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This February Spread the Word About Age-related Macular Degeneration and Low Vision

February is age-related macular degeneration (AMD) and low vision awareness month. Age-related macular degeneration (AMD) is the foremost cause of blindness for senior citizens. AMD is one of the causes of low vision, a term eye care professionals use to categorize substantial vision loss that cannot be helped by standard measures such as normal glasses, contacts, medicine or even eye surgery. In the case of macular degeneration, a progressive eye disease, impairment is caused to the macula, the area of the retina which is responsible for clear vision in the central visual field. AMD causes a disruption in or blurring of the central vision zone, but usually doesn’t affect the peripheral visual field.

Vision Impairment from AMD usually comes on gradually and painlessly over time but rarely disruptions in vision can drastically appear seemingly overnight. Early symptoms of low vision from AMD include blurred areas in your central visual field or very distorted sight. While there is currently no cure for AMD, early detection and attention can stop advancement of the degeneration and therefore thwart vision loss. For individuals who have already suffered from vision impairment, a normal life can be maintained with low-vision rehabilitation.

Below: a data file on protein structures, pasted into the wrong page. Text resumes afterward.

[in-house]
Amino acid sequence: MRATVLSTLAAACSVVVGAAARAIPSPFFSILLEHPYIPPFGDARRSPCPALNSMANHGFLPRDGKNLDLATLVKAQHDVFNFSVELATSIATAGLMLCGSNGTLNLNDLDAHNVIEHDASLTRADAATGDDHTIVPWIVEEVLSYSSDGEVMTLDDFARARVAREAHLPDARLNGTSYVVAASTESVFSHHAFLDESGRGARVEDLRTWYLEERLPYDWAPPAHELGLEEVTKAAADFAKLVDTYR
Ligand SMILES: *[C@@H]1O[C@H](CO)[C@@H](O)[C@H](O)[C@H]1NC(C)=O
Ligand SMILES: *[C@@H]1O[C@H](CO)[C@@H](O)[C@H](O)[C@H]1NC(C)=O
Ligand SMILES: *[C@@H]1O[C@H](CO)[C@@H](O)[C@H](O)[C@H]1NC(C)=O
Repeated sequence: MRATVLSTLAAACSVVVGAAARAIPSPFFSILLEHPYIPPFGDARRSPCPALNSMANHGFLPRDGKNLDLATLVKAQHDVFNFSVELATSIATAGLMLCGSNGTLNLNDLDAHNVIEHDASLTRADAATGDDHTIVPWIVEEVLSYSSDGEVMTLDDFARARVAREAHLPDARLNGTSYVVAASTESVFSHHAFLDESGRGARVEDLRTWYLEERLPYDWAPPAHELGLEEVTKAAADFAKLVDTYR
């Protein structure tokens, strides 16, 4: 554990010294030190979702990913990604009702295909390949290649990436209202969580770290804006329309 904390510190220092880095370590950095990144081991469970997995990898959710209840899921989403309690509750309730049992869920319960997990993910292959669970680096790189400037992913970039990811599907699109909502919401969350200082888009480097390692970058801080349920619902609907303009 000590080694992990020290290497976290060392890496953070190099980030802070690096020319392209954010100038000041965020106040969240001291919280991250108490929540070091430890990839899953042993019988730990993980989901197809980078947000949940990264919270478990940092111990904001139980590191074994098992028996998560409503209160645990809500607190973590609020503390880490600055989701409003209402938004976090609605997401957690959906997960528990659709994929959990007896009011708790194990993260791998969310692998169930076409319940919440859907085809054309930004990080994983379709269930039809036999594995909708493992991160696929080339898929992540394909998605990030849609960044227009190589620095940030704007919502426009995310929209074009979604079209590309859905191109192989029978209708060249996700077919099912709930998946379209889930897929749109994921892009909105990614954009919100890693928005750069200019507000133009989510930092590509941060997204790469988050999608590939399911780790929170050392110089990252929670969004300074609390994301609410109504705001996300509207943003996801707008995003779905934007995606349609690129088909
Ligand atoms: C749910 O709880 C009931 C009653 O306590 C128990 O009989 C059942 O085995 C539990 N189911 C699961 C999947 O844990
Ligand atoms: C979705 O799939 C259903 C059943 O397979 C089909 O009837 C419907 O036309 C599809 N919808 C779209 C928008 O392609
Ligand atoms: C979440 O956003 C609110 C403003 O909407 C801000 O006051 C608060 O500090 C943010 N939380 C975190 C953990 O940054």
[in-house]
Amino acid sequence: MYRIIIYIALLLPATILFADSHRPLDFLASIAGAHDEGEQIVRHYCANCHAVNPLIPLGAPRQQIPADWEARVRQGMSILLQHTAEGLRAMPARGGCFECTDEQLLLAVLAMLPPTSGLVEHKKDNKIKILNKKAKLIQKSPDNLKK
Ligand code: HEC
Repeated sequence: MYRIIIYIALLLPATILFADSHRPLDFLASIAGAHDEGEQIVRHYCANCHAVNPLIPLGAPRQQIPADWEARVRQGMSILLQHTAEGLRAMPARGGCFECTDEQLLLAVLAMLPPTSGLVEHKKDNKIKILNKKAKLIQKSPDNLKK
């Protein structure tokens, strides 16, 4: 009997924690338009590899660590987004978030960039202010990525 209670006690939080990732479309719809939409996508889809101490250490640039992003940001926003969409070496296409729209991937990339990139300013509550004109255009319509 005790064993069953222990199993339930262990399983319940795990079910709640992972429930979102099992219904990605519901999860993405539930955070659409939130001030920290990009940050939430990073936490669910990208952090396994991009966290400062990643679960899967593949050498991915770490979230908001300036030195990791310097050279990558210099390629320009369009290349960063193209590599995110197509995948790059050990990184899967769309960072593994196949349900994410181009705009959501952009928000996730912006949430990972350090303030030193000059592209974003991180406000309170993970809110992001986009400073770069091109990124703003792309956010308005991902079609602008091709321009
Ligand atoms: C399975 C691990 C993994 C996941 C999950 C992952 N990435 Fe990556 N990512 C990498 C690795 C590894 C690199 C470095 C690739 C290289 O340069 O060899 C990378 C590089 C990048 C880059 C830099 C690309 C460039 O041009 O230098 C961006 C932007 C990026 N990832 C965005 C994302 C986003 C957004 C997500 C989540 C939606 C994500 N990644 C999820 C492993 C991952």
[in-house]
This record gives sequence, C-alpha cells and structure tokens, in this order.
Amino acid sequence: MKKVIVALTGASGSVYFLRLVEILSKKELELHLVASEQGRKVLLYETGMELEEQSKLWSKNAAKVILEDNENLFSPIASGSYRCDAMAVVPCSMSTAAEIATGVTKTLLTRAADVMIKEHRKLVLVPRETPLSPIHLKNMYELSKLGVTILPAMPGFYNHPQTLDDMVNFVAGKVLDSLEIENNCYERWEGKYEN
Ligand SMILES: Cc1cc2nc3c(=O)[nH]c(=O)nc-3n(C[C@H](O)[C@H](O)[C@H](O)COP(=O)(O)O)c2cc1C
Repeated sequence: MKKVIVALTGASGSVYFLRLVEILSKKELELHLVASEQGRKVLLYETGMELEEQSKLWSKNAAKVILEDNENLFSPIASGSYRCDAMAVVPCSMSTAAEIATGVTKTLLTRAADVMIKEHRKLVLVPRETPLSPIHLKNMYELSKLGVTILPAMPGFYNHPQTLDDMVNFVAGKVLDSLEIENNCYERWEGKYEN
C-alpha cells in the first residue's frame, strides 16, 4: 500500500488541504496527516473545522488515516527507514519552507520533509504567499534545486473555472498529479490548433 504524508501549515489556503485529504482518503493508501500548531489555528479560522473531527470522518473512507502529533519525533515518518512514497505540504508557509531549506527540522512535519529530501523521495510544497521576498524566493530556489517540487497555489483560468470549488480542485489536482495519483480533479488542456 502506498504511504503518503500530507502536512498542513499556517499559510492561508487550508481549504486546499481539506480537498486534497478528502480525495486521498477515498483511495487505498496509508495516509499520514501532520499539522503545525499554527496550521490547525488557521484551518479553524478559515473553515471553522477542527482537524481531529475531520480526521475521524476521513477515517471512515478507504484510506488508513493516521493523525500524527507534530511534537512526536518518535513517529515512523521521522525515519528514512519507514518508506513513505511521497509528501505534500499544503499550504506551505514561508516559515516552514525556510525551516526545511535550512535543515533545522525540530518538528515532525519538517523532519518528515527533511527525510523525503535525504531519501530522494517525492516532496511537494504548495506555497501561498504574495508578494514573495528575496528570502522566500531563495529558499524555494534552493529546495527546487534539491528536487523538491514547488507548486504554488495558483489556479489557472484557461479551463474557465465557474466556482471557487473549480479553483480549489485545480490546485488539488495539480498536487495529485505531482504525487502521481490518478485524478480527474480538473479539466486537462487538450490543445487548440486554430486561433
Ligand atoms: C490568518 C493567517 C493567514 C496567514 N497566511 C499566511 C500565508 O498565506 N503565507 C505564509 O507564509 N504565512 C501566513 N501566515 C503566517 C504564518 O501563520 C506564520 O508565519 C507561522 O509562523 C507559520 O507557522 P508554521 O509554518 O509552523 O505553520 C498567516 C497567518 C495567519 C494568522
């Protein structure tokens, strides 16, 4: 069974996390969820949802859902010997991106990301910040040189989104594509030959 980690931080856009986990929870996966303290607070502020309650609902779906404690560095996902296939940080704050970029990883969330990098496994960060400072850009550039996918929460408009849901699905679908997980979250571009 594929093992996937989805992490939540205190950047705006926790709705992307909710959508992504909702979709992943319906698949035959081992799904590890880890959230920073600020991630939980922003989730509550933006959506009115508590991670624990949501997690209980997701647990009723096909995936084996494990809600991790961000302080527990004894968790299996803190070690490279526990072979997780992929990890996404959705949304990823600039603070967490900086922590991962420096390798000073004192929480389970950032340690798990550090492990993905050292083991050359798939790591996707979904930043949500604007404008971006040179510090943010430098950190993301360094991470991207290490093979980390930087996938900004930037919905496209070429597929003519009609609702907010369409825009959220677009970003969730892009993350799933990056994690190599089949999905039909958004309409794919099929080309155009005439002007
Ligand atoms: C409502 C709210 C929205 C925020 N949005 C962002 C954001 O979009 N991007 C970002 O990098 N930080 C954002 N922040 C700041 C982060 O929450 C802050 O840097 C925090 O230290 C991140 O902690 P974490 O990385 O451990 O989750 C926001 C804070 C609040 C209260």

Those with greater risk factors of AMD include individuals over 65, females, Caucasians and individuals with blue eyes, severe farsightedness or a genetic disposition. Controllable risk factors include smoking, hypertension, exposure to UV light and inactivity. Maintaining overall physical health and a proper diet has been shown to be preventative.

Those who are living with low vision should speak to their optometrist about low vision training and special equipment that can support a return to daily activities. After an extensive eye exam, a low vision expert can help you obtain suitable low vision devices such as magnifiers and non-optical adaptive aids such as electronic ''talking'' clocks and large-face printed material.

While macular degeneration is more likely in those over age 65, it can affect anyone and therefore it is wise for every individual to have a regular eye exam to assess eye health and discuss preventative measures for this and other serious eye diseases.